When people think of visiting India, what cities spring to mind? Delhi, Agra, Goa? What about Hyderabad? It's not as popular with tourists and might not be a name your are familiar with, but Hyderabad is rich with history, culture and some of the most beautiful architecture. Hyderabad is also an up and coming tech city, so there is a wave of modern amenities and a thriving nightlife, making it a great city for a mix of old and new experiences.
Chowmahalla PalaceIndia has a complex history and for a long time it wasn't a united country. Going back to 1724, Mughal viceroy Asif Jah I declared his sovereignty and created his own dynasty, known as the Nizams of Hyderabad which later became independent kingdom. The Nizams were in power in Hyderabad State until 17 September 1948 when Hyderabad became part of the united Indian Union, which we recognise today.
The Nizams were incredible rich, with Time magazine naming the king at one point, the richest person on the planet. They had palaces to match this vast wealth, and Chowmahalla Palace was one of them.
I think the photos speak for themselves in that they show the most incredible design. The throne room is stunning, with a total of 19 huge chandeliers hanging from the ornate ceiling. The palace is also set in gorgeous gardens and you can also see the dynasties large collection of cars, clothing and furniture.
Laad Bazaar (Bangle Market)
Hyderabad is famous for it's bangles, and many Indians will travel to Hyderabad for their bangles for a big occasion like a wedding. Laad Bazaar is in the historic Charminar area and is a series of very busy streets filled with shops pouring with colour.
Around the back of actual shops, you can see the bangles actually being made which is a fascinating process of heating an array of different materials such as glass and enamel and bending and studding with gems.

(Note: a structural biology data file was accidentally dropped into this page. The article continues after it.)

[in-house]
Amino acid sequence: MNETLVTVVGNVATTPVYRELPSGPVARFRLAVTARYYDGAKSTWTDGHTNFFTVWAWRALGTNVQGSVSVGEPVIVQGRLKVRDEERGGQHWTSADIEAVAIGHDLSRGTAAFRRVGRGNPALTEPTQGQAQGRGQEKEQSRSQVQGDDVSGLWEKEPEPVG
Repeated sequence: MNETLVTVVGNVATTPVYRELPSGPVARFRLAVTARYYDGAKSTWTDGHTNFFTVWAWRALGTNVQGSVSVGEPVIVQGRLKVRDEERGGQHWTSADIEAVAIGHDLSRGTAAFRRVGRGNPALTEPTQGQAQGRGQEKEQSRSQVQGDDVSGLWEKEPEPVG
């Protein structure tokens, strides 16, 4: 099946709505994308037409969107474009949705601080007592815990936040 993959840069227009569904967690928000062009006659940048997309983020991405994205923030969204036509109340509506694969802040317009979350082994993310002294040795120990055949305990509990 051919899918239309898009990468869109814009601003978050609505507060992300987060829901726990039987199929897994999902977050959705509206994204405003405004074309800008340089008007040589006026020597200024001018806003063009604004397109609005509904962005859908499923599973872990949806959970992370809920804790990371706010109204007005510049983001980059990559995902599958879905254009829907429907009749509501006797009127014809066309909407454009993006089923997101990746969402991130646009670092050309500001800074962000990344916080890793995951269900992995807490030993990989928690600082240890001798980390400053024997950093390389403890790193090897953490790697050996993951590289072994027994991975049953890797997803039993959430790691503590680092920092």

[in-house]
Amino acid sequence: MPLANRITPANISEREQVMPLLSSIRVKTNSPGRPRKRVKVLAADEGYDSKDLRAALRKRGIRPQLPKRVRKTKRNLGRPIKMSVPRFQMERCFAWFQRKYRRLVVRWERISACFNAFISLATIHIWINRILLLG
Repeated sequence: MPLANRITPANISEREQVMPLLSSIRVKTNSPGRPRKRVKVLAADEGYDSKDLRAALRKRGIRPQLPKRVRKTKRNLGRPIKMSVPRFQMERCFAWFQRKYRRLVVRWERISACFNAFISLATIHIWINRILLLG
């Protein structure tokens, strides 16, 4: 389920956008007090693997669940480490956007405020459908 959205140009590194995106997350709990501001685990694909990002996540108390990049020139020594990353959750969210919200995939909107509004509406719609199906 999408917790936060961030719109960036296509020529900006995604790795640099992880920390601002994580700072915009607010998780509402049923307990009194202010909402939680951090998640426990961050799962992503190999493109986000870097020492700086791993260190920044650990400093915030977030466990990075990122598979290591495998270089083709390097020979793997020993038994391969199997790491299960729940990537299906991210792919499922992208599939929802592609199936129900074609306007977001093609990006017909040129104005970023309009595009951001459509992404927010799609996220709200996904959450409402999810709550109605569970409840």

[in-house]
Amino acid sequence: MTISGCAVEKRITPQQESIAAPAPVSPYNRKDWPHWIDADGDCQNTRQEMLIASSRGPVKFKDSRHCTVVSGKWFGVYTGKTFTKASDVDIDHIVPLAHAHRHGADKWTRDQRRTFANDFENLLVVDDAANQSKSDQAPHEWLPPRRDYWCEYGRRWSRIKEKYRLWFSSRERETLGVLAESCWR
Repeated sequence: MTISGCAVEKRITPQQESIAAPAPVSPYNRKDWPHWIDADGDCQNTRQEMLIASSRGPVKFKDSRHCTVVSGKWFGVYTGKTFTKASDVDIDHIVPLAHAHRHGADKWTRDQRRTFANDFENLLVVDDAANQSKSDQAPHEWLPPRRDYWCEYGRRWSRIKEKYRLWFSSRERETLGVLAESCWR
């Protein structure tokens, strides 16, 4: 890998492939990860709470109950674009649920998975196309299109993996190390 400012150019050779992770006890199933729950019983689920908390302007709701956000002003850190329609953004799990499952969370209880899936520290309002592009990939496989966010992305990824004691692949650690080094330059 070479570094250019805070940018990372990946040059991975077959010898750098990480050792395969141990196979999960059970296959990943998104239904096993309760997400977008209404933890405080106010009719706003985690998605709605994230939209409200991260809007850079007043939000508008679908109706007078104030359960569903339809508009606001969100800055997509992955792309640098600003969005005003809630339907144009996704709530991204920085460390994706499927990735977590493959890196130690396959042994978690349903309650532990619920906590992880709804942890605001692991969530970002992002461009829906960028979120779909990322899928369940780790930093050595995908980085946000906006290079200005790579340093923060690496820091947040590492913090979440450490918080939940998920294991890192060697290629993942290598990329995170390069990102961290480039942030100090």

It's an amazing example of how not everything is done by machines like we'd expect in the West, and shows true artistry.
Charminar (with the Laad Bazaar surrounding it) is the central focal point of Hyderabad. It is a monument and mosque built around 1591. There are many theories of why it was built, but one of the most widely accepted ones is that it was built in thanks for the eradication of the plague.
Today it is open to the public to climb up the tower steps to the top, where you get 360 sweeping views across the city, which is especially fascinating with the market underneath .
Ramoji Film City
Now I'll start by saying that Ramoji film city is more geared towards Indians than foreigners however it makes for an interesting visit.
Ramoji film city is basically the Universal equivalent in India. It's a sort of theme park come film studio hybrid which is open to the public. You can go round the film sets, see films being made and learn about film techniques as well as go on some rides. Of course all the films mentioned are Indian films, hence me saying it's more towards Indians than foreigners.
Ramoji isn't exactly the same standard as Universal and is more budget than what us Brits or American's might be used to but for half a day it's a fun, family place.
Dinner and drinks at AquaHyderabad has some great places to eat, but if you are looking for something different than traditional curries and biryani then you must go to Aqua. Their take on Southern Indian cuisine is unique and creative, plus they have an amazing outside terrace to eat at which plays the most amazing live music - honestly the band was so good!- making it a really fun evening (or night) out under the stars.
The chef's take on Chaat is completely unique, with my favourite being when it was brought out in a huge line of cones and handed out like fairground popcorn.
It's definitely a place to go for a lovely dinner rather than a cosy romantic, although I personally think there's nothing more romantic than a dance to live music under the moonlight.